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Start Your Own Compost Heap

Why you need to compost and how to start | Waste-free Living with HarassedMom

Do you compost? Once you have a system going it really is such a simple process and a great way to reduce the waste that goes to landfill.

There are so many benefits to starting a compost heap. 

  1. Adds nutrients to the soil. We have noticed such a huge improvement in the quality of our soil since we have started composting. It took a while but it was so worth it. .
  2. Introduces valuable organisms to the soil. Microorganisms, such as bacteria, fungi, and protozoa, decompose organic material. The presence of microorganisms is vital because they aerate the soil, which speeds up the composting process, convert nitrogen to a usable form, and repel some plant diseases.
  3. Recycles kitchen waste. Composting can keep as much as 30% of waste from going to the rubbish bin. This means your home is producing less waste.
  4. Reduces landfill waste. Many people think that organic material will just decompose in a landfill. This is true, but the process is a lot slower and in some cases doesn’t actually happen. 
  5. Good for the environment! When you use your own compost as fertilizer you are not putting chemicals into your soil.

Just before we started our vegetable garden, we started a compost heap using our kitchen waste. I believe it is why our vegetables are now growing so well. You don’t need a lot of space to start composting. Initially, we started in a box and we could have kept it there if we didn’t make a bigger space for it.

Composting is not only good for your garden but it helps to reduce your waste! The following items can all go in your compost.

  • Vegetable peels/leftovers
  • Fruit peels/cores
  • Bread
  • Rice
  • Coffee grounds
  • Tea bags
  • Egg cartons
  • Newspaper
  • Egg shells

Avoid putting meat and poultry into your compost heap. If you have worms, avoid putting onions and citrus fruits in with them.

Start your own compost heap | HarassedMom

Starting the heap is as simple as starting to collect all your kitchen waste. We have a bucket in the kitchen that gets cleared out every second day. Put it somewhere convenient so that everyone can easily pop stuff in when they need to.

We started ours in a medium-sized black Big Jim box but you can use the container. If you have space in your garden you can start on the grass.

If you are using a container.

Collect some fallen leaves, grass cuttings, newspaper and place them at the bottom of the container. Once you have the bottom covered you can start to add your kitchen waste. Keep it covered and every few days mix it all around so that everything can mix together nicely.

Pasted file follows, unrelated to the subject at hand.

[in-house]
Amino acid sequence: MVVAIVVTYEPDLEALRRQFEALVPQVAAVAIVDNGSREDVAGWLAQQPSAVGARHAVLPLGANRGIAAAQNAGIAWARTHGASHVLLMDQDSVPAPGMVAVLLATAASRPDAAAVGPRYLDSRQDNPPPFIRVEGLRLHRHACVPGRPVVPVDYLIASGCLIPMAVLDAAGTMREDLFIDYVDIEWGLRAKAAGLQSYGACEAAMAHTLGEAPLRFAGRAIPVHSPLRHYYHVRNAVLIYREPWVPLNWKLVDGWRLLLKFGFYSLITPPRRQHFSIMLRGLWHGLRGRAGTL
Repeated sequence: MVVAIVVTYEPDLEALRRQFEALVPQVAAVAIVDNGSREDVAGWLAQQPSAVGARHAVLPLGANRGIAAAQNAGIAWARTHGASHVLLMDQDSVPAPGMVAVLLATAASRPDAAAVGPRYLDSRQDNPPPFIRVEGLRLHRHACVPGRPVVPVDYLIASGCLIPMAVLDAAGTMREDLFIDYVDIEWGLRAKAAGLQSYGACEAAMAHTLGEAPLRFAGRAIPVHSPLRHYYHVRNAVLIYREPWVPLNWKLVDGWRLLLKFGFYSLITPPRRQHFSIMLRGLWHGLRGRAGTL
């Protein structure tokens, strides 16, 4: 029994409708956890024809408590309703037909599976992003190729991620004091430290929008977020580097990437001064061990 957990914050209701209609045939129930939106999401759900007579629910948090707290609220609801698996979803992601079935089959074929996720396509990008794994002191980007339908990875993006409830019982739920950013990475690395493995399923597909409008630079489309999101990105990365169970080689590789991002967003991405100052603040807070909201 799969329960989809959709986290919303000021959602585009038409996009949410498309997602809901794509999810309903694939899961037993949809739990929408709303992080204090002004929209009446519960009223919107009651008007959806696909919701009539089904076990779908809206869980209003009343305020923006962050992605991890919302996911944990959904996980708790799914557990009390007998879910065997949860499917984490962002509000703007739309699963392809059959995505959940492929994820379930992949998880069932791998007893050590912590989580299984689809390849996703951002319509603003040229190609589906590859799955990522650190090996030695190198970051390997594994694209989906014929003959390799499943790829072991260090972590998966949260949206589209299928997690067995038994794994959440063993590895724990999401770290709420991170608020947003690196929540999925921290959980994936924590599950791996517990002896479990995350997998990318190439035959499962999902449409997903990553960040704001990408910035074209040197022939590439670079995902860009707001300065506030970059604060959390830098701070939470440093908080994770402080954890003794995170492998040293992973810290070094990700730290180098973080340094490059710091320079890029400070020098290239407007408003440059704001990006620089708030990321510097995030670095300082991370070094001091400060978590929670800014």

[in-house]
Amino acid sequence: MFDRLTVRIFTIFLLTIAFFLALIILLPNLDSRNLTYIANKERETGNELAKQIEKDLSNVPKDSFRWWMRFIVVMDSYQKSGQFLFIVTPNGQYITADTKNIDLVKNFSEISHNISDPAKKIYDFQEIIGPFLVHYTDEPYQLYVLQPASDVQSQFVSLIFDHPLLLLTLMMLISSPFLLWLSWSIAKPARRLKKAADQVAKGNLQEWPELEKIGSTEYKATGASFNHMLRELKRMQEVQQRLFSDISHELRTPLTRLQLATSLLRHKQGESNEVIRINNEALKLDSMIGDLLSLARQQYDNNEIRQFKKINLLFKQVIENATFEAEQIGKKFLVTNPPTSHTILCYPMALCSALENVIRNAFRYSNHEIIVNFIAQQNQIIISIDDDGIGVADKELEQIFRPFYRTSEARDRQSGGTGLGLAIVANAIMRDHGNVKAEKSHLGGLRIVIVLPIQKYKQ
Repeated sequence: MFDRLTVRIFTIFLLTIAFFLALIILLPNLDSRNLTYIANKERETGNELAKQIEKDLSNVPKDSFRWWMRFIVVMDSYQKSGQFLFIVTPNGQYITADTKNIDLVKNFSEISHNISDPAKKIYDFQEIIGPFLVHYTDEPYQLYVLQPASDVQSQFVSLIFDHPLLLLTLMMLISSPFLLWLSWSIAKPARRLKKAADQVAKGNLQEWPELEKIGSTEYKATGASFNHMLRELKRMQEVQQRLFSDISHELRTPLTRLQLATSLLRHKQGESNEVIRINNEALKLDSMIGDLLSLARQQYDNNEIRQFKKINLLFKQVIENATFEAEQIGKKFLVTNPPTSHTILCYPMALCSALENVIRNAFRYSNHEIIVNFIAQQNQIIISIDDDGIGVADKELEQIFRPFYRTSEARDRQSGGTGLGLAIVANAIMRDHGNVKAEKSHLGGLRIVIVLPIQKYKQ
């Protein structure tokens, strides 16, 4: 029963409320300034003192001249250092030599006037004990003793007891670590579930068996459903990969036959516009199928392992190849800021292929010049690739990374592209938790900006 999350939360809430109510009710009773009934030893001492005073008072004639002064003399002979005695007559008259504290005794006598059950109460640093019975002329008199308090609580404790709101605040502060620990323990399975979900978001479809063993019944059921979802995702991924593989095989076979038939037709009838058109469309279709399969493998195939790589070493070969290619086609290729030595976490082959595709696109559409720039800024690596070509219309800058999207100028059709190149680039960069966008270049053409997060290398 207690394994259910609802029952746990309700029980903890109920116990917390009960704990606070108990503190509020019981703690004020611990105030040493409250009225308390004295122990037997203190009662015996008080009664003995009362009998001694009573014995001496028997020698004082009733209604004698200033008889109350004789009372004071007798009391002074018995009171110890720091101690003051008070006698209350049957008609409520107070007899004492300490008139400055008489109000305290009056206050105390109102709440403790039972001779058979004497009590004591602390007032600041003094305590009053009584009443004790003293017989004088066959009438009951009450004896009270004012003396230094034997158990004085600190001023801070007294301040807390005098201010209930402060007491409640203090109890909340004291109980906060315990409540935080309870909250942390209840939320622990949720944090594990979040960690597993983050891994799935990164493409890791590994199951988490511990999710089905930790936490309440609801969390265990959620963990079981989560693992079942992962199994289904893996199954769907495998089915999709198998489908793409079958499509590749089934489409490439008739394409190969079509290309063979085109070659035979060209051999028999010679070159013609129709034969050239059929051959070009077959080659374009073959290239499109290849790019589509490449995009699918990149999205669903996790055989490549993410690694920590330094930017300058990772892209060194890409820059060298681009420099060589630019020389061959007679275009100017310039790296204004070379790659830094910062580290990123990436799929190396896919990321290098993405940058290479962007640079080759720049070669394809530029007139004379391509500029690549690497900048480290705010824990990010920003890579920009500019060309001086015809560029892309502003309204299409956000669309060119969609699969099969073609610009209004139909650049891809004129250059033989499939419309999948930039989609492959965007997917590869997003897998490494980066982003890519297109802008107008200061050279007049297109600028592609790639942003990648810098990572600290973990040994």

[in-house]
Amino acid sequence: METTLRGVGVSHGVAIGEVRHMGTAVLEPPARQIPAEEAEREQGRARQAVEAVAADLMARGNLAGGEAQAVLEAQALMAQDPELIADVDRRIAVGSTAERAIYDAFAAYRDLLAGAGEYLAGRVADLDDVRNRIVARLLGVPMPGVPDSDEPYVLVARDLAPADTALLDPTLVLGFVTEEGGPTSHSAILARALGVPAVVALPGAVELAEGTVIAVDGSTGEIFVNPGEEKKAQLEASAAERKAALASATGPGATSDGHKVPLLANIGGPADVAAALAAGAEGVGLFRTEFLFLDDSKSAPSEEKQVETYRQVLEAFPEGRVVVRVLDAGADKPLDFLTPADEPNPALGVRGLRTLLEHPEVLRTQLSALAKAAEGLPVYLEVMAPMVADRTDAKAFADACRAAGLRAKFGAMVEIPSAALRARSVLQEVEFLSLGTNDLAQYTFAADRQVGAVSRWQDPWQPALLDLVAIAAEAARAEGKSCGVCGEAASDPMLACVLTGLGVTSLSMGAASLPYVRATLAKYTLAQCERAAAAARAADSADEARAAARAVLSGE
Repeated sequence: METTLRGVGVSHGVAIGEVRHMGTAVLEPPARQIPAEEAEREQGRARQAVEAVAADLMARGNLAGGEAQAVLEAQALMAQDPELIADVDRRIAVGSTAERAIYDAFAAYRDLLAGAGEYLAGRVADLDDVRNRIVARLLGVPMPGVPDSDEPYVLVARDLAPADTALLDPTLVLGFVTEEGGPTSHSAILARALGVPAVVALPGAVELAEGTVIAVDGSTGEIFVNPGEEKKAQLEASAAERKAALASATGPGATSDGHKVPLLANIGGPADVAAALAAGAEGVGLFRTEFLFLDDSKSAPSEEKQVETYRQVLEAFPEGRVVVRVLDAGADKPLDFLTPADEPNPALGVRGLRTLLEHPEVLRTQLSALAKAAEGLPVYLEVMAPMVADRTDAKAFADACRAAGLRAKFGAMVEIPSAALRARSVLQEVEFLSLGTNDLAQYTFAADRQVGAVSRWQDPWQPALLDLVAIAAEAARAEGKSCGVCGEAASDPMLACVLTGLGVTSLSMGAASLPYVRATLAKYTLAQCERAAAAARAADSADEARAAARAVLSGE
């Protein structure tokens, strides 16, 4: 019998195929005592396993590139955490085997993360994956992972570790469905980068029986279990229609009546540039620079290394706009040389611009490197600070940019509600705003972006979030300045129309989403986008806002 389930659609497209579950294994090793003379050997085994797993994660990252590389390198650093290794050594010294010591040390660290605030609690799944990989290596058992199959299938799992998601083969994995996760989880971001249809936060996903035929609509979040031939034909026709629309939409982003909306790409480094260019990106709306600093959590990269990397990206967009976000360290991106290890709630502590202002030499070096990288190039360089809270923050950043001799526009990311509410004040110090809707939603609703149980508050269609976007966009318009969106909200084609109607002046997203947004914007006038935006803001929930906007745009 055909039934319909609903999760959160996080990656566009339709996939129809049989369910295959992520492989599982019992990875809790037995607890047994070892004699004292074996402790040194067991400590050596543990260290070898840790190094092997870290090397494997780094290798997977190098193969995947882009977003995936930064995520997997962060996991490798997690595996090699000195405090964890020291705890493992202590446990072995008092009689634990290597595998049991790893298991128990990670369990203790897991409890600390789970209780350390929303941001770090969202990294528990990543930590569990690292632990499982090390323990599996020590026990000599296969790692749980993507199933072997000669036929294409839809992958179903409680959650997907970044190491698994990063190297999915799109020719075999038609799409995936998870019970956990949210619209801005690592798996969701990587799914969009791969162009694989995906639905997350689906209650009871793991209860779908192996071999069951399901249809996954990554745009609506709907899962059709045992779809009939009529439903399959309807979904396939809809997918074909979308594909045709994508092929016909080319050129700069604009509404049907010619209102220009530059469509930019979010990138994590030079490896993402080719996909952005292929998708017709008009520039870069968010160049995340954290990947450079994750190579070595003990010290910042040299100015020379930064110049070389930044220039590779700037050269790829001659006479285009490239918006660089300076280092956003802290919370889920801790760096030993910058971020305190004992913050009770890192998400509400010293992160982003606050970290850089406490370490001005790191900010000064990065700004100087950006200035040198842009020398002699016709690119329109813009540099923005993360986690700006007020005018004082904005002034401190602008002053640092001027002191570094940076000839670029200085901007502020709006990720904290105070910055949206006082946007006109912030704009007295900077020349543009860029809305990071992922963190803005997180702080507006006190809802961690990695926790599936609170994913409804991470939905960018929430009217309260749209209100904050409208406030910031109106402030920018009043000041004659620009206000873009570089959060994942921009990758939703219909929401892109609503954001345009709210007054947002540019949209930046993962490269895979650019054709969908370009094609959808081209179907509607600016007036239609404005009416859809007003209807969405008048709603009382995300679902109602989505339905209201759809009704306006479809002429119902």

If you are using a piece of your garden.

You can start it in the same way or you can dig a hole and start building it from there. Remember to try to mix it around to get the good compost at the bottom to the top.

Worms and other bugs will start to appear as the compost heap grows. You may also notice thick white worms. These are great for the compost heap but not great for your garden. Avoid adding them to your garden when you transfer the compost, they turn into bugs that eat your plants.

Helping the process

We added a compost activator to our container. This just helps the waste to decompose quicker and turn into rich, healthy compost. You don’t need to do this but it does help to speed things along.

You can also get a Bokashi kit to start your compost heap.

“Bokashi is a Japanese word that means “fermented organic matter.” Whether it does or not, that’s what it has come to mean in North America and Britain. The Bokashi host medium can indeed be almost any fine organic grain or grass-like substance — bran, rice, wheat mill run (WMR, a waste product from flour milling), used mushroom growth medium, dried leaves, even sawdust.” Source

You can buy Bokashi kits which include the Bokashi and a bucket/container to start it in. Or you can buy the Bokashi on its own. Apparently it does also help with the smell of a compost heap but I have not tried this out so I can’t really comment on how exactly it all works. You can get Bokashi starter kits at Builders Warehouse, if you do want to try them out.

It does take some time to get into the process of collecting the waste and building the compost heap but once you have it going it is super easy.

Have you started composting?

Disclaimer: I was not paid to write this post but I was given a voucher from Builders Warehouse to start our garden. You can see more about this campaign using #LetsGardenSA

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8 Responses

  1. Thanks for these great tips! Time to look into starting my own compost heap now. Just a question about the worms – will they appear in the tub that I keep in the kitchen? And how do I keep the white worms out of the garden? What do I do with them? Megan xx

  2. I’ve been composting for years! It’s so good for the garden and a great way to reduce waste. Thanks for sharing this great info on what you can break down!

  3. This is extremely helpful! I’ve been trying to be more eco-friendly and wanted to start composting but I have never done it before or seen anyone do it so I was a bit nervous to start.

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